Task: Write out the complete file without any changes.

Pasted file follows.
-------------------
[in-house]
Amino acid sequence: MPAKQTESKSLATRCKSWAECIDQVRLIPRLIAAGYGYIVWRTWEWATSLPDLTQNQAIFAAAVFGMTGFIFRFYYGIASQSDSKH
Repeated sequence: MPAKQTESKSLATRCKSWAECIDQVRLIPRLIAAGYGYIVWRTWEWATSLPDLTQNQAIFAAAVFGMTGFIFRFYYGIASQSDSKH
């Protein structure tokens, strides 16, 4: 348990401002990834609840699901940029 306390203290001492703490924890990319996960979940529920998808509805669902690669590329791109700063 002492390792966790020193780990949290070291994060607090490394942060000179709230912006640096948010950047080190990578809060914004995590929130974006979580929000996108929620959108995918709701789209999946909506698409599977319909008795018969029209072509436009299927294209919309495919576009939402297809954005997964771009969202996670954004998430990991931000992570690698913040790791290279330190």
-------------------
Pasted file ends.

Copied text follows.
[in-house]
Amino acid sequence: MPAKQTESKSLATRCKSWAECIDQVRLIPRLIAAGYGYIVWRTWEWATSLPDLTQNQAIFAAAVFGMTGFIFRFYYGIASQSDSKH
Repeated sequence: MPAKQTESKSLATRCKSWAECIDQVRLIPRLIAAGYGYIVWRTWEWATSLPDLTQNQAIFAAAVFGMTGFIFRFYYGIASQSDSKH
């Protein structure tokens, strides 16, 4: 348990401002990834609840699901940029 306390203290001492703490924890990319996960979940529920998808509805669902690669590329791109700063 002492390792966790020193780990949290070291994060607090490394942060000179709230912006640096948010950047080190990578809060914004995590929130974006979580929000996108929620959108995918709701789209999946909506698409599977319909008795018969029209072509436009299927294209919309495919576009939402297809954005997964771009969202996670954004998430990991931000992570690698913040790791290279330190």